The wonder of the Shane crew, their performances: Alan Ladd as Shane is compelling and incorporates all the knightly virtues of old. Jack Palance was nominated for the Oscar for Best Supporting Actor for his role as gunfighter Jack Wilson; Brandon deWilde was nominated for the same Oscar as Joey Starrett; George Stevens was Oscar-nominated for Best Director; and A.B. Guthrie took an Oscar for Best Screenplay. Van Heflin as Joe Starrett has never been better. Jean Arthur is simply superb as Marian. Ben Johnson as cowboy Chris Callaway, Edgar Buchanan as crusty homesteader Fred Lewis, and Elisha Cook, Jr as hotheaded homesteader “Stonewall” Torrey, are always believable.
The powerful portion of the musical score of Shane which heightens the tension of the gun battle at Grafton’s between Shane and Wilson, as well as the earlier scenes of the fist fight in Grafton’s saloon between Shane and Joe Starrett and Riker’s cowboys and the subsequent gunning down of Torrey by Wilson, is lifted from The Glass Key, the classic film noir from 1942 starring Ladd and Veronica Lake. It’s an inspired theft.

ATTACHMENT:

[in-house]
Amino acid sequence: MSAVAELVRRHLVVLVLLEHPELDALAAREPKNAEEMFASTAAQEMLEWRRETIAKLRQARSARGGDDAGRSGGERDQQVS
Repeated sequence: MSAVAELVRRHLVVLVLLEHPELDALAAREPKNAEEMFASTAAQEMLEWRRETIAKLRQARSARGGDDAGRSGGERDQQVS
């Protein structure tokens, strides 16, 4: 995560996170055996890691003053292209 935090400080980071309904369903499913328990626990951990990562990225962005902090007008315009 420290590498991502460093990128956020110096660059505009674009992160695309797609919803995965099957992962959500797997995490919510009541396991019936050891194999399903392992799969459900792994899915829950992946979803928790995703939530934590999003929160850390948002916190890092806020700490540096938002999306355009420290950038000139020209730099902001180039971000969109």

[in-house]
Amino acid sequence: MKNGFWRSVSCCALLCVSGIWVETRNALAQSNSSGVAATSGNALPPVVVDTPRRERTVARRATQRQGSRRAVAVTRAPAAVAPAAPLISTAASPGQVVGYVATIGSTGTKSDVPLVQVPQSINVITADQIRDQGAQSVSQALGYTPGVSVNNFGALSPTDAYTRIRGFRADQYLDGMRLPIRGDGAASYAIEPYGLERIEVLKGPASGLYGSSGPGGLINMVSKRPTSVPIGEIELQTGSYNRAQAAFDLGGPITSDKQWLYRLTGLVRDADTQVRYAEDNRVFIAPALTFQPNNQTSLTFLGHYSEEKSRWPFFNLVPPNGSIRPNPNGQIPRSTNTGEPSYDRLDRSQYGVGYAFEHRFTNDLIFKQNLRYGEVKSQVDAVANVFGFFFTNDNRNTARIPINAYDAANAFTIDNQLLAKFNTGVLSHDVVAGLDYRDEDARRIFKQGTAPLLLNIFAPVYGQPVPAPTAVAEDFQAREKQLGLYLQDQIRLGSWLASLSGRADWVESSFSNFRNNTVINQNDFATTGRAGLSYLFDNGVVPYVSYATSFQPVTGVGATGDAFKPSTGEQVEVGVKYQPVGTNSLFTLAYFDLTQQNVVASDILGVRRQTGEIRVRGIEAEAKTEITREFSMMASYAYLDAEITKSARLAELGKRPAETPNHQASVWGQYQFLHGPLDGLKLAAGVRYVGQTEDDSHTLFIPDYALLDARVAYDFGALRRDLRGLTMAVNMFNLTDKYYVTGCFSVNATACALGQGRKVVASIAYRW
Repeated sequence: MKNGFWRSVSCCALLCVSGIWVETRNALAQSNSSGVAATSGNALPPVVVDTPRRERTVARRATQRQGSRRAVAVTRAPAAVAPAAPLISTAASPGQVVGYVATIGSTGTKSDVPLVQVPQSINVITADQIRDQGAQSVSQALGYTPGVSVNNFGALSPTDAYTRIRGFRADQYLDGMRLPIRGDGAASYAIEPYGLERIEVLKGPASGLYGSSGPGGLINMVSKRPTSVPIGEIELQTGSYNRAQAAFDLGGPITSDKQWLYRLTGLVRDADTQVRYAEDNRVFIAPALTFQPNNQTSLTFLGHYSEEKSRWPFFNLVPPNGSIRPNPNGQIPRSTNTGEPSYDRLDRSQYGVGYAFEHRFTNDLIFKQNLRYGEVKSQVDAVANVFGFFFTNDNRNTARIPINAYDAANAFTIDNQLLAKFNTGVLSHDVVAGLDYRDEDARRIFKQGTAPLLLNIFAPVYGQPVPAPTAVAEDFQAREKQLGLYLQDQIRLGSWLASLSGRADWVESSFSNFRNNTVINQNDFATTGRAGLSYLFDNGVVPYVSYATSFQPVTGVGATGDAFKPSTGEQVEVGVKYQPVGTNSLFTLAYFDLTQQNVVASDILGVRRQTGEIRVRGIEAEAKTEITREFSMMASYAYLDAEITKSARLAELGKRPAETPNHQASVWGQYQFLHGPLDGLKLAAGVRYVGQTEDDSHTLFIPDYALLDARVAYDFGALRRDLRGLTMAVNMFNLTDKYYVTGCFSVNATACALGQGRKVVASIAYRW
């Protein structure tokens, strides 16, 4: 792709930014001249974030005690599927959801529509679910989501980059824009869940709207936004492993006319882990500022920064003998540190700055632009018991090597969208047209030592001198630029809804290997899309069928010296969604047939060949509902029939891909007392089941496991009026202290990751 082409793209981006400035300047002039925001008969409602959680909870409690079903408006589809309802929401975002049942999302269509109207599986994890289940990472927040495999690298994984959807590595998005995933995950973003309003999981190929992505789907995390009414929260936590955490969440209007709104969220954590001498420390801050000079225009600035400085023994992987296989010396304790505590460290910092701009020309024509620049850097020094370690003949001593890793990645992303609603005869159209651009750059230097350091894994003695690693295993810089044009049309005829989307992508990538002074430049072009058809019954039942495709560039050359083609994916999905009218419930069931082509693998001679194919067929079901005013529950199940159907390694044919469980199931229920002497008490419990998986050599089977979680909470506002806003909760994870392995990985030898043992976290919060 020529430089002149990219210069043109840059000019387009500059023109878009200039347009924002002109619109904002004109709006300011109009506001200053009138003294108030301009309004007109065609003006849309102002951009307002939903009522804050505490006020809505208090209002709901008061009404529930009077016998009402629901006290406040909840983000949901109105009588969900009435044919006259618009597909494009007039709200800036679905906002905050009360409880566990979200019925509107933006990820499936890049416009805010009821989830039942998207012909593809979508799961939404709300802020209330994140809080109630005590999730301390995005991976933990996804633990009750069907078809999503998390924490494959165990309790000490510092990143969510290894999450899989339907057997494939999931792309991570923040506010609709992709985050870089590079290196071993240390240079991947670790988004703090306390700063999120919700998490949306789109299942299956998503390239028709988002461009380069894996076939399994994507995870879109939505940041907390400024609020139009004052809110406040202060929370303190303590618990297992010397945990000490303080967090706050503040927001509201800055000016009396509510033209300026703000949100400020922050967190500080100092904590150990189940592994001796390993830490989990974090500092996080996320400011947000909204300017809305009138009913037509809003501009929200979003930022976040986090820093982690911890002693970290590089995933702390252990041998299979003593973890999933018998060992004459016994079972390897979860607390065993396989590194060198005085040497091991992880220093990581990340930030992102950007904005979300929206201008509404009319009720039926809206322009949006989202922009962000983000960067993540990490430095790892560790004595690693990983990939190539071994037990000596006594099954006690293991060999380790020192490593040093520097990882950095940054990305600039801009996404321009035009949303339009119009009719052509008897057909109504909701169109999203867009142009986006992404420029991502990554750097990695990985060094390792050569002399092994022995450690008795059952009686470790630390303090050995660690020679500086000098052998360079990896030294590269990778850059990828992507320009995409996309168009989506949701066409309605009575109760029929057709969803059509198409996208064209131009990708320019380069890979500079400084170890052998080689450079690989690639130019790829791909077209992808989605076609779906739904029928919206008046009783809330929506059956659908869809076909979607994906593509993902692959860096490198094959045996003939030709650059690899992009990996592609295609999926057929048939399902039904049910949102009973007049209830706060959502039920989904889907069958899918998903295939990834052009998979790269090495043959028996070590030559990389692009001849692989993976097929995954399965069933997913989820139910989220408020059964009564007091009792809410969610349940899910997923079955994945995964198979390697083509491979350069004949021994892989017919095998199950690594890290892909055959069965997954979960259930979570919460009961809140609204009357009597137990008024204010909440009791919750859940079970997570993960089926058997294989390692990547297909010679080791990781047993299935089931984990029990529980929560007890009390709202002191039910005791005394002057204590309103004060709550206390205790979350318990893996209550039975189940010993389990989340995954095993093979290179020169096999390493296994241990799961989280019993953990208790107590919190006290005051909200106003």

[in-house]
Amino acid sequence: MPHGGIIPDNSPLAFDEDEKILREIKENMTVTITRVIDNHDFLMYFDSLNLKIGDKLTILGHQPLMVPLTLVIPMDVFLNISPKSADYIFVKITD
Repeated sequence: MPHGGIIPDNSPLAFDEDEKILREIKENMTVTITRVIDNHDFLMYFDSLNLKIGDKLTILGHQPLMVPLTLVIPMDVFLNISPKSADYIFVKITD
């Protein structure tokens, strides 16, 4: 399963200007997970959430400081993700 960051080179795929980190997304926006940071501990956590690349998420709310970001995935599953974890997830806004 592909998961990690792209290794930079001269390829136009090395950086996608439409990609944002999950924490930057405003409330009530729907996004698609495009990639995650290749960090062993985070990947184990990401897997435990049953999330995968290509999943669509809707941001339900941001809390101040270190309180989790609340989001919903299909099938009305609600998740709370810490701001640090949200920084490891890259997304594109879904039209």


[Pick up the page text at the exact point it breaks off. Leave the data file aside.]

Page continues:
Finally, Shane presents its drama–the conflict between the Old and New West–with edifying complexity. Old Man Riker, after all, built his cattle empire by defeating most formidable Indian warriors and then taming a tough land: he won’t go quietly. The homesteaders have been allotted the land through government decree and have braved frontier life in trying to put roots down: they won’t run away. Shane tells Riker that as aging foes they have both outlived their time.
Guthrie and Stevens have Shane, possibly fatally wounded, ride off into the distance. Shane is now indeed a hero of the past.
But the Hero tradition is alive and well.